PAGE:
plants not only inhibit the seed germination of
other plants but their own as well.
Robert L. Neill and Elroy L. Rice of the university
of Oklahoma involving western ragweed show that it
is inhibitory to nitrogen fixing algae nitrogen
fixing bacteria and nitrifying bacteria.
studies indicated a different pattern of vegetation
around the ragweed and that these patterns are due
neither to mineral nor physical properties of the
soil nor to competition. It is the root exudate,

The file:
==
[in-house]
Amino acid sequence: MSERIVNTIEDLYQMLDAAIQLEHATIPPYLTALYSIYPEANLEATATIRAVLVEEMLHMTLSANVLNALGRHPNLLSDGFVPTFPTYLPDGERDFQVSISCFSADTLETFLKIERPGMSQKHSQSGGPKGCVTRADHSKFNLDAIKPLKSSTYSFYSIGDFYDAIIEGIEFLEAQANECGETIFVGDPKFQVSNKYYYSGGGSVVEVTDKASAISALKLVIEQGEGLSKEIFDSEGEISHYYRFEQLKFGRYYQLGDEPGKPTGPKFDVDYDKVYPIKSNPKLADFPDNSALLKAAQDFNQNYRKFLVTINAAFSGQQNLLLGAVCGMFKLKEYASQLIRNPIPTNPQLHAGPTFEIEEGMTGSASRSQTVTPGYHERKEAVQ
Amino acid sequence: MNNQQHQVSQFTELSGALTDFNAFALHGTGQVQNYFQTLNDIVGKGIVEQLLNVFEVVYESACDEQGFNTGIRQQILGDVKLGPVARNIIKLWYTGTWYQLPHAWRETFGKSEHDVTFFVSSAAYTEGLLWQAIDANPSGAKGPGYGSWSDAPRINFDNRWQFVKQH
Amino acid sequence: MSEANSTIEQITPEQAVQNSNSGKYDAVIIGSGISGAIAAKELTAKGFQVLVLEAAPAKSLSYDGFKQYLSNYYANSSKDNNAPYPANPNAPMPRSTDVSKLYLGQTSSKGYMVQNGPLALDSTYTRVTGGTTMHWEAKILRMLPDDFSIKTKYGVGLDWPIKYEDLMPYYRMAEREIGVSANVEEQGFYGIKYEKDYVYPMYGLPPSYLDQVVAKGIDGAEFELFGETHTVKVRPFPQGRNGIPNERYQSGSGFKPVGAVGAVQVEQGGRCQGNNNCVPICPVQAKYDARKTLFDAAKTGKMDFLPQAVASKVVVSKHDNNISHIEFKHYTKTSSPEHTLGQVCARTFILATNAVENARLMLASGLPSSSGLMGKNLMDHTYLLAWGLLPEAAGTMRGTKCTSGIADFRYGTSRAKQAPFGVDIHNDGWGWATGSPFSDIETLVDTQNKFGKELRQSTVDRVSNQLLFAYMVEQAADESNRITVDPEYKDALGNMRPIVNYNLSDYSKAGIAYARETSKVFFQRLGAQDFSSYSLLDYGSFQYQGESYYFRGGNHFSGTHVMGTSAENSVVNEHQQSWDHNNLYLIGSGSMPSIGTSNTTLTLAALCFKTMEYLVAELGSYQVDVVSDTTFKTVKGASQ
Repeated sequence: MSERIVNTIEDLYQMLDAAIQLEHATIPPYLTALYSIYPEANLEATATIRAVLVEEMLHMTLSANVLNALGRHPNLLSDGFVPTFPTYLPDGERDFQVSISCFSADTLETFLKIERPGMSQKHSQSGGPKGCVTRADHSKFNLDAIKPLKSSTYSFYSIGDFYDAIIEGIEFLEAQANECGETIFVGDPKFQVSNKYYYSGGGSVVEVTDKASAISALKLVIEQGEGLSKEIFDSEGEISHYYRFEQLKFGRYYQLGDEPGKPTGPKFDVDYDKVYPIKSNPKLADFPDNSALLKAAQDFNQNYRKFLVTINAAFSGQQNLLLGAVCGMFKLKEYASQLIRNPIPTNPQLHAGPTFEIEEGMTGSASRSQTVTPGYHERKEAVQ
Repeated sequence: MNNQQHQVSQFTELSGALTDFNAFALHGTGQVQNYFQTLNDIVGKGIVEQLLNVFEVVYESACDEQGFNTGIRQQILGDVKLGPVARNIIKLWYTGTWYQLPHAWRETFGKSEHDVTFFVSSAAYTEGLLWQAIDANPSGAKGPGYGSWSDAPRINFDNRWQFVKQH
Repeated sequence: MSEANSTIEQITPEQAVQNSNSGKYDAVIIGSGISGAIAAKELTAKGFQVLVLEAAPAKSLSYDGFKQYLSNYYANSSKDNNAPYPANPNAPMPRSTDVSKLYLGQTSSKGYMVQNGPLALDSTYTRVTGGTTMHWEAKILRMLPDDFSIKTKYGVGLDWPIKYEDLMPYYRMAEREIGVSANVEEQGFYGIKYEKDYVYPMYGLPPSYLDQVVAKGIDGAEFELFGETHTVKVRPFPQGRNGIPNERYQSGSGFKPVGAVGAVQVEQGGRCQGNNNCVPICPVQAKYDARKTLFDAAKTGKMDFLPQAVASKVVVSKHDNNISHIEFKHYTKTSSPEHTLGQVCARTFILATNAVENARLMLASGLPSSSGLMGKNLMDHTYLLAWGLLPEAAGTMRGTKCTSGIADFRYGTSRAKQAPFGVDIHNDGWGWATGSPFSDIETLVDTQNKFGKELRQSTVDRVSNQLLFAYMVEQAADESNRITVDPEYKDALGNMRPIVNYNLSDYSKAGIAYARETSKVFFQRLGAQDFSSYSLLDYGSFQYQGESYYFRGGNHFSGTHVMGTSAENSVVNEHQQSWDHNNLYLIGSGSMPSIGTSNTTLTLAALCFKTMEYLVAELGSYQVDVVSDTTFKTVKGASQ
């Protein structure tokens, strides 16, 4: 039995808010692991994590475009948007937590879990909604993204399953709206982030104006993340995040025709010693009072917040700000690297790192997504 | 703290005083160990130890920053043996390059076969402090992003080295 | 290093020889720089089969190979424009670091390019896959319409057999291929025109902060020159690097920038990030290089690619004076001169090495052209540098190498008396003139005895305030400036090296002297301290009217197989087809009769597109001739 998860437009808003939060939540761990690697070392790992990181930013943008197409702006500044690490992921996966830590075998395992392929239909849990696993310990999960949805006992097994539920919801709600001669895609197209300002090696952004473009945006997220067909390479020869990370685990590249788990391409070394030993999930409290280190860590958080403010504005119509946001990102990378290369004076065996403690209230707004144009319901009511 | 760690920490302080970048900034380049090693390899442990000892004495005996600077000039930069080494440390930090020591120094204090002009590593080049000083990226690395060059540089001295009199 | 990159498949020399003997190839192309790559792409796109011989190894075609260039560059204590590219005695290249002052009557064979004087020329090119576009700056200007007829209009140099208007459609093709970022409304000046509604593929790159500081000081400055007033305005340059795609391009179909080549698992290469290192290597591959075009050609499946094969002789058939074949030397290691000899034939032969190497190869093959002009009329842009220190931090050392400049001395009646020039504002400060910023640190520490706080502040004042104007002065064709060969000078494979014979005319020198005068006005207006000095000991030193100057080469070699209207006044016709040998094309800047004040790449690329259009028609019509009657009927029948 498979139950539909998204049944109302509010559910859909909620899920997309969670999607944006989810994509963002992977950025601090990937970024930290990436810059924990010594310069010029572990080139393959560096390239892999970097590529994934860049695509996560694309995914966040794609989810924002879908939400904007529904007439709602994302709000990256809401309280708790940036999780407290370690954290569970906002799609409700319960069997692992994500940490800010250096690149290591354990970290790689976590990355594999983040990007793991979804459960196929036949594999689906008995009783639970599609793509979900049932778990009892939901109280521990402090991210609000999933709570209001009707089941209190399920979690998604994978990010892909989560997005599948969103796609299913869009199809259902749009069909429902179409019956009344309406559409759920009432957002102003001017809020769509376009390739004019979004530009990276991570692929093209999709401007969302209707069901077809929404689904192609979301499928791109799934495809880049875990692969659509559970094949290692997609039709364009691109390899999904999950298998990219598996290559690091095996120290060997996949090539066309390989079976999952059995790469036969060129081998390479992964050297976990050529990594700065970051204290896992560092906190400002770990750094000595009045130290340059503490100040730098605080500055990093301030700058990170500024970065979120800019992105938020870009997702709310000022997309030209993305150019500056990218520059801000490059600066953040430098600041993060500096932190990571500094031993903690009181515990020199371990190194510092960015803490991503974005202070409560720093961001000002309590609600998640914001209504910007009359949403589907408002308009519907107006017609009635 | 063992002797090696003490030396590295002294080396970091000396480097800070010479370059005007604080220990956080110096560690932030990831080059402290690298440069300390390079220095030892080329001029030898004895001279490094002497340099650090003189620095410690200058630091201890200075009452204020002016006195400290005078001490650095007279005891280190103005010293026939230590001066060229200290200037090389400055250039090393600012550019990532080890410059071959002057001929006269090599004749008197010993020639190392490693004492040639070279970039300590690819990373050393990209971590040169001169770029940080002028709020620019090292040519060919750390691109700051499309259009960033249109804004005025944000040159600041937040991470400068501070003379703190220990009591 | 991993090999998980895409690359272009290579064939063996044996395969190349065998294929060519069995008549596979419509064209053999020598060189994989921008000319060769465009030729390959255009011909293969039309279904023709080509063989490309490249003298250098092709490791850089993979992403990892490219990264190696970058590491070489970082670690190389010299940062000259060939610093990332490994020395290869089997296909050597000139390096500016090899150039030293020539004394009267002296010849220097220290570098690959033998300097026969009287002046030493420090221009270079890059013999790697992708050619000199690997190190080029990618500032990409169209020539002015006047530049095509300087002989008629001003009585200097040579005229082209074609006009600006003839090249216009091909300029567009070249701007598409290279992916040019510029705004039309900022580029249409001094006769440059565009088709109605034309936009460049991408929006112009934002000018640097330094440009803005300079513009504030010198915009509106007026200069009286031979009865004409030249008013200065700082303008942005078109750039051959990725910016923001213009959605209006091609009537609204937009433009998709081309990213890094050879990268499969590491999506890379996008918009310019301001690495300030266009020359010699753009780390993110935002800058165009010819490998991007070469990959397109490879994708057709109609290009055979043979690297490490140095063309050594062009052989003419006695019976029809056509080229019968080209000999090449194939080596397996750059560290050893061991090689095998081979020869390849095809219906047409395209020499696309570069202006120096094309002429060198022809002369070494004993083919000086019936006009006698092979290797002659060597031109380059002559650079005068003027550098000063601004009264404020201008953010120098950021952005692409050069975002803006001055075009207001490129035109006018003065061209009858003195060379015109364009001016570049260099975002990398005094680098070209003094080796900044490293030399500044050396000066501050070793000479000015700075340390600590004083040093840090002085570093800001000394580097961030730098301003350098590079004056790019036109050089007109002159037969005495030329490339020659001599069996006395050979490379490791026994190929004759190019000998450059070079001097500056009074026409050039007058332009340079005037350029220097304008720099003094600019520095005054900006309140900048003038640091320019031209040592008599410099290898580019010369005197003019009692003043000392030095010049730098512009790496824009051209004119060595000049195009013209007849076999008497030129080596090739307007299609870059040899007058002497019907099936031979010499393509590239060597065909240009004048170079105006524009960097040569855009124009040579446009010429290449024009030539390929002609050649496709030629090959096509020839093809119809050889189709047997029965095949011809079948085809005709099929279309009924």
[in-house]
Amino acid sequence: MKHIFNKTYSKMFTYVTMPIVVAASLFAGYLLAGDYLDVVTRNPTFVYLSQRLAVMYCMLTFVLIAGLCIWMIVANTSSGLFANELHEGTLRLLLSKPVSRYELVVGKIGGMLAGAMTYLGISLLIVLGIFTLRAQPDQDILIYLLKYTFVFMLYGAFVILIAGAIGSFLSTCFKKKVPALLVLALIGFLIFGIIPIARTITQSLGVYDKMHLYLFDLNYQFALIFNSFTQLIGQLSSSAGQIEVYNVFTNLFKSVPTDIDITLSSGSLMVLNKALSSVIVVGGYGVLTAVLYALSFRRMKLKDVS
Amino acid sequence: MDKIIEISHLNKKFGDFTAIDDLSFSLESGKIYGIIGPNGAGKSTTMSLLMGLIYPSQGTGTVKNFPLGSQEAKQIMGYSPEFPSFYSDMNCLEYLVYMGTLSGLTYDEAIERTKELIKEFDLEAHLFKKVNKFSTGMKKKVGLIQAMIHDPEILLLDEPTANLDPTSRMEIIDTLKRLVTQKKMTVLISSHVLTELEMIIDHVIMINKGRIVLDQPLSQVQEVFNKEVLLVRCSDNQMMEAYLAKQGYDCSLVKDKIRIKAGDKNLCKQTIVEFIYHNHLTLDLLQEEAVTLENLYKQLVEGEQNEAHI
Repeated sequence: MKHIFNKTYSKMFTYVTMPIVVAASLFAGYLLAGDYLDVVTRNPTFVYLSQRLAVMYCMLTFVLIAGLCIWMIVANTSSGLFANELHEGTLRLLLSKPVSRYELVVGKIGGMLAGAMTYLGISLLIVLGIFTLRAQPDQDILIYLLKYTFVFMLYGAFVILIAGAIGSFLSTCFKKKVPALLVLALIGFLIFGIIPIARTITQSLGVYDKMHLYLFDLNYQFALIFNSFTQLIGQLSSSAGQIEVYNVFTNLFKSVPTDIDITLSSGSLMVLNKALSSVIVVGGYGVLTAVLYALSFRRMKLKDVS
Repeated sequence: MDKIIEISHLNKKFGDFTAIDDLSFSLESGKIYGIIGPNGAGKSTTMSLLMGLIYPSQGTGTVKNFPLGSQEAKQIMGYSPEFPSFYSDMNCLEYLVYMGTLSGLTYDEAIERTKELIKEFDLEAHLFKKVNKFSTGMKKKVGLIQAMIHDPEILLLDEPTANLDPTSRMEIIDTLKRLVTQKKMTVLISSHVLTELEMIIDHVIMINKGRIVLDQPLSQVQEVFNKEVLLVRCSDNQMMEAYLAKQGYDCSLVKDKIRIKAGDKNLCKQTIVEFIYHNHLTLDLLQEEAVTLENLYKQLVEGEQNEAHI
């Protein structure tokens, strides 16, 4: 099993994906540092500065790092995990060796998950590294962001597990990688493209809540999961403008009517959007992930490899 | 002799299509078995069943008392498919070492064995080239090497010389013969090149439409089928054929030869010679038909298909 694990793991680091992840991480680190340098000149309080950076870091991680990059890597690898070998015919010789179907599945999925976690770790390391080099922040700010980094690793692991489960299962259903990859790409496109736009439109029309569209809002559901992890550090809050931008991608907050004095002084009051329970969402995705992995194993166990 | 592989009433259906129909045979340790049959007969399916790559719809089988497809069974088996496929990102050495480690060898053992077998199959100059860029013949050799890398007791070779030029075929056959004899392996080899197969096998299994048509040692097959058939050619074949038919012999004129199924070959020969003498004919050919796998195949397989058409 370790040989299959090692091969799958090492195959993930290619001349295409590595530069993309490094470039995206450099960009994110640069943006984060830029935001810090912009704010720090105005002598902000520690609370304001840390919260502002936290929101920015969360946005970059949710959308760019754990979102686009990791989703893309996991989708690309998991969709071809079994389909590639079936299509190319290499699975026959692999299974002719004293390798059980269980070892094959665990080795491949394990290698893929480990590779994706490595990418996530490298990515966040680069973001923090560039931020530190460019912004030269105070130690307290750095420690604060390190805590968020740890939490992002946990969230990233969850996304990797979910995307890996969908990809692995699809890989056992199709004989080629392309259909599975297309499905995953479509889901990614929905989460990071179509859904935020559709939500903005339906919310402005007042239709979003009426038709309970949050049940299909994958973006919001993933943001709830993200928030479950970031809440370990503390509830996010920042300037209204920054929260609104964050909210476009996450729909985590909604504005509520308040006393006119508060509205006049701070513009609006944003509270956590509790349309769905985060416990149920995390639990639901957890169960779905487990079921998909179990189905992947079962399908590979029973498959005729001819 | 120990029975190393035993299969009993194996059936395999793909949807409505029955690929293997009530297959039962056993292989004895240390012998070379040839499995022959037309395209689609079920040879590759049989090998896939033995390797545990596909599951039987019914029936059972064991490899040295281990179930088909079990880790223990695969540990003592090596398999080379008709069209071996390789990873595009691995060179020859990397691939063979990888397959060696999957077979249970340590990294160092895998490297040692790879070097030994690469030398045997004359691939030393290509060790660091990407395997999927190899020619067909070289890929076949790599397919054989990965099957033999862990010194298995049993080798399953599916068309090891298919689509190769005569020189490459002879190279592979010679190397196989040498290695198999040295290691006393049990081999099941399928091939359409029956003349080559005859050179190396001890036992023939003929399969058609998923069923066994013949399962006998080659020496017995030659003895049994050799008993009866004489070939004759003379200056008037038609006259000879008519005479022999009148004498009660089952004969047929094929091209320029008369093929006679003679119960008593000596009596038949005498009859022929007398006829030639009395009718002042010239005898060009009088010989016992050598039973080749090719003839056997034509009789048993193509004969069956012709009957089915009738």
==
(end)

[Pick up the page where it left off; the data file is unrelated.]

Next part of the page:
leaf lechate and decaying leaves of the ragweed that
inhibit many of the early invaders of the abandoned
root exudates from rye grass and wheat seedlings
suppress germination of seeds of field or corn
chamomile, the scentless chamomile or corn mayweed.
Bean seedlings suppress germination of wheat or flax
seeds, Violets suppress germination of wheat seeds.
some plants the suppressing substances may be formed
in the seeds and fruits, in others in the roots,
leaves or stems. Essential oils in many herbs and
even in trees such as poplar, citrus or the
conifers, inhibit the germination of seeds of other
plants to varying degrees.